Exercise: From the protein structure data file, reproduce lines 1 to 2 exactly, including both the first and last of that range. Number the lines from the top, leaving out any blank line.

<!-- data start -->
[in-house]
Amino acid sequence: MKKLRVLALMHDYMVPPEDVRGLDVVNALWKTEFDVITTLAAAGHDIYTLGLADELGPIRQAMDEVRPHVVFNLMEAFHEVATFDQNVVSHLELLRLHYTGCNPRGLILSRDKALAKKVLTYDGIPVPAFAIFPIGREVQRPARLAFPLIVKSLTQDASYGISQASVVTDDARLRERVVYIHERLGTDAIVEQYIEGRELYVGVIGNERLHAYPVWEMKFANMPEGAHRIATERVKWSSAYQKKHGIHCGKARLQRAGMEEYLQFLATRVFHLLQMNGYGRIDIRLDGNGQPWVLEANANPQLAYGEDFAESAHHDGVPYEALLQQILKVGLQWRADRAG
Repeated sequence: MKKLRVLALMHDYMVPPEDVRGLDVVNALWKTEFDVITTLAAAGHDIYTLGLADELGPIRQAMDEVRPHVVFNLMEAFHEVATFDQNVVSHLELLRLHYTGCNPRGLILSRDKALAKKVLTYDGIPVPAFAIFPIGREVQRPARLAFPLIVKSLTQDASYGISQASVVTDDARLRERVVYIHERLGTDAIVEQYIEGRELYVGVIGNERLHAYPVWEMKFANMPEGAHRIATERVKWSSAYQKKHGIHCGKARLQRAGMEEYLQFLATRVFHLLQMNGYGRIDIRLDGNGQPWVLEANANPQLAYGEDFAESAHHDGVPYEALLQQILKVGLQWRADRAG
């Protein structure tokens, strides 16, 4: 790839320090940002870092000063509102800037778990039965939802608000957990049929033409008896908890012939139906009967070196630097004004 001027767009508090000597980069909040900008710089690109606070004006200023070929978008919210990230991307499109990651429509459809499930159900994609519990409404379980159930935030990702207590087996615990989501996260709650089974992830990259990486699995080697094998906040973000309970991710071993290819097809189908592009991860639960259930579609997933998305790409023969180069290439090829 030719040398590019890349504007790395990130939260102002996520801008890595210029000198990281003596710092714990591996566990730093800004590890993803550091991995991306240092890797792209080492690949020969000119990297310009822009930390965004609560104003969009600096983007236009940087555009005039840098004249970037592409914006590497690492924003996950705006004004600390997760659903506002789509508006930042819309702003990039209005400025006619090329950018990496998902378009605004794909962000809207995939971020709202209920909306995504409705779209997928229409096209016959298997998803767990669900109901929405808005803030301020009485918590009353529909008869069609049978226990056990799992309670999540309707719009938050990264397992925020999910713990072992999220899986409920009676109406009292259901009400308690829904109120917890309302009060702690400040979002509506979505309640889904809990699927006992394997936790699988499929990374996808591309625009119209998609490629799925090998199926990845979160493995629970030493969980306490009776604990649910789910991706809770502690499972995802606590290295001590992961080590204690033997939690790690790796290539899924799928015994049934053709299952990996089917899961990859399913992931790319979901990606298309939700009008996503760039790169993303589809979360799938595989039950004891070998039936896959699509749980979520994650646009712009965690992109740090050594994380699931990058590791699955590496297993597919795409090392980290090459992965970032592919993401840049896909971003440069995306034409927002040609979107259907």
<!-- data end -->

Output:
[in-house]
Amino acid sequence: MKKLRVLALMHDYMVPPEDVRGLDVVNALWKTEFDVITTLAAAGHDIYTLGLADELGPIRQAMDEVRPHVVFNLMEAFHEVATFDQNVVSHLELLRLHYTGCNPRGLILSRDKALAKKVLTYDGIPVPAFAIFPIGREVQRPARLAFPLIVKSLTQDASYGISQASVVTDDARLRERVVYIHERLGTDAIVEQYIEGRELYVGVIGNERLHAYPVWEMKFANMPEGAHRIATERVKWSSAYQKKHGIHCGKARLQRAGMEEYLQFLATRVFHLLQMNGYGRIDIRLDGNGQPWVLEANANPQLAYGEDFAESAHHDGVPYEALLQQILKVGLQWRADRAG